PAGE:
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Interventional Radiology Training in India
28 July 2017 (online)
Significant advances in interventional radiology (IR)and image-guided therapies during the recent years have resulted in the need of specialized and advanced training for medical graduates interested in the practice of this specialty. While the formal training in IR is still part of the 3-year postgraduate course in diagnostic radiology, it is, at best, heterogeneous and limited to a few centers. The increasing breadth of diagnostic radiology and lack of formal advanced training courses in radiologic subspecialties following the postgraduate course have reduced the focus on IR training during the postgraduate course. At best, most trainees are left with limited experience in ultrasound and computed tomography (CT)–guided biopsies and drainage procedures and rarely have mastered the art of practicing clinical interventional radiology.
The practice of IR requires adequate training in the interpretation of imaging studies, including ultrasound, CT and magnetic resonance imaging (MRI); procedural skills to perform both vascular and nonvascular interventions; and medical management of patients prior to, during, and after interventional radiologic procedures. Noninterpretive skills in professionalism, ethics, and cost-effectiveness; training in research methodology; clinical collaboration across various medical and surgical specialties; and knowledge of judicial aspects related to IR would improve the chances of success during practice of IR. In addition, facilities that encourage and provide opportunities for teaching junior residents and medical students and active participation in national and international conferences would provide a more rewarding experience during IR training.
While a standardized curriculum is of paramount importance for training in IR, not less important are the standardized evaluation of trainees and accreditation of centers of training for adequate equipment and facilities required for such training. The efforts of the Indian Society of Vascular and Interventional Radiology (ISVIR) in this endeavor are commendable. The leaders and volunteers of ISVIR have worked effortlessly to bring training courses into fruition. The IR training is considered a super-specialty course with an award of “Doctor in Medicine (DM) in Interventional Radiology” after successful completion of training and posttraining examinations. The course is for 3 years and students are selected after successful completion of a 3-year postgraduate course in diagnostic radiology through an entrance examination. The National Board (NB) provides opportunities to start training a 3-year FNB (Fellowship in National board) course in IR that would still be accredited and supported through an independent posttraining certifying examination.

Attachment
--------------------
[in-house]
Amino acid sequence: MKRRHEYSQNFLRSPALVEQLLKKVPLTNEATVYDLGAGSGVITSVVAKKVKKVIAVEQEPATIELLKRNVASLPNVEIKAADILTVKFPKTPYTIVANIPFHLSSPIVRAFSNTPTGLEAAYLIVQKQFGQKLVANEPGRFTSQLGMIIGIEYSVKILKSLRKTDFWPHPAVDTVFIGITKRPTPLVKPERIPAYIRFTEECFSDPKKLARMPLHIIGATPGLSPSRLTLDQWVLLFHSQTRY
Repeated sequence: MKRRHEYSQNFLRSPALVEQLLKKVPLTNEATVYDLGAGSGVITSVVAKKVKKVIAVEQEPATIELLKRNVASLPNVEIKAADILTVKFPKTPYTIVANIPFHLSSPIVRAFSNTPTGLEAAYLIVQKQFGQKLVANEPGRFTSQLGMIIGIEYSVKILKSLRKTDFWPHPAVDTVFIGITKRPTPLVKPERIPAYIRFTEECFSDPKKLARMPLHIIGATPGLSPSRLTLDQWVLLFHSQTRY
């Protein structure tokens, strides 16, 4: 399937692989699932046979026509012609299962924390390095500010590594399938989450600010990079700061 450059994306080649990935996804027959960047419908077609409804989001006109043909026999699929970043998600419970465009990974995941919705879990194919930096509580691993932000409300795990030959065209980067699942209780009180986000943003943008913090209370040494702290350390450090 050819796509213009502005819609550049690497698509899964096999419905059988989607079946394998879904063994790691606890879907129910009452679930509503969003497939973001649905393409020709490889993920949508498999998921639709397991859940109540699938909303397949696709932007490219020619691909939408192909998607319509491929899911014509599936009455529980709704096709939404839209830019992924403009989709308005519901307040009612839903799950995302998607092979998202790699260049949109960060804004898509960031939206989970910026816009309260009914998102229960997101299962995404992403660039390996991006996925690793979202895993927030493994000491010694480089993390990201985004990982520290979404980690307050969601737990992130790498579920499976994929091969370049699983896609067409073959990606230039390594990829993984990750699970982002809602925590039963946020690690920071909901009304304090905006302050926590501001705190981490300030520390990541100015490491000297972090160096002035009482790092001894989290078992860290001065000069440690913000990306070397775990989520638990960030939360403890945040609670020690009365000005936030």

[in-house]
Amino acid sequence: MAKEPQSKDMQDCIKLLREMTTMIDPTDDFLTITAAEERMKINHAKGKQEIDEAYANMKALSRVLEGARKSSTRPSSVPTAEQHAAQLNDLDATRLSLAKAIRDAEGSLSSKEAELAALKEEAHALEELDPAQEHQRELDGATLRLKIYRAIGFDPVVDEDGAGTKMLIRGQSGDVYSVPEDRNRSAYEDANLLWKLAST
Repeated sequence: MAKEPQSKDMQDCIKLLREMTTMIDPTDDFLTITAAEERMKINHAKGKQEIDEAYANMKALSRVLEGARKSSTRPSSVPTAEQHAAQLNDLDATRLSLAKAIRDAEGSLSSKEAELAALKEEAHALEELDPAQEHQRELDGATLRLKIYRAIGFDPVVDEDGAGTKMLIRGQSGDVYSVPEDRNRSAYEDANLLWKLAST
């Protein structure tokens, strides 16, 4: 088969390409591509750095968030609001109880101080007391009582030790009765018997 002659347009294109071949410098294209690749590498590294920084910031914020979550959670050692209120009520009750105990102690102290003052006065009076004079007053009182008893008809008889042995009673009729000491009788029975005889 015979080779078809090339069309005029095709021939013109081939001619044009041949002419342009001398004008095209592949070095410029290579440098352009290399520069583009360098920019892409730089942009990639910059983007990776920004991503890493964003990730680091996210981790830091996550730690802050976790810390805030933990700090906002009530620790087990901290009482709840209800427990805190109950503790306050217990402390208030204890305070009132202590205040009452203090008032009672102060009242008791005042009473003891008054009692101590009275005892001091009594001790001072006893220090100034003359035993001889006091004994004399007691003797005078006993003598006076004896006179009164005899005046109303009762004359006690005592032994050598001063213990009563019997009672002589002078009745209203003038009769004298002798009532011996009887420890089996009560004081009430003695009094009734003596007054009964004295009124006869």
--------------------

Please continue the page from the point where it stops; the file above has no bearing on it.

These changes to the training of IR in India are still at starting level but are timely and would ensure adequately trained interventional radiologists in the workforce. In addition, IR would prosper as a designated super-specialty and allow improved collaboration across the different clinical specialties.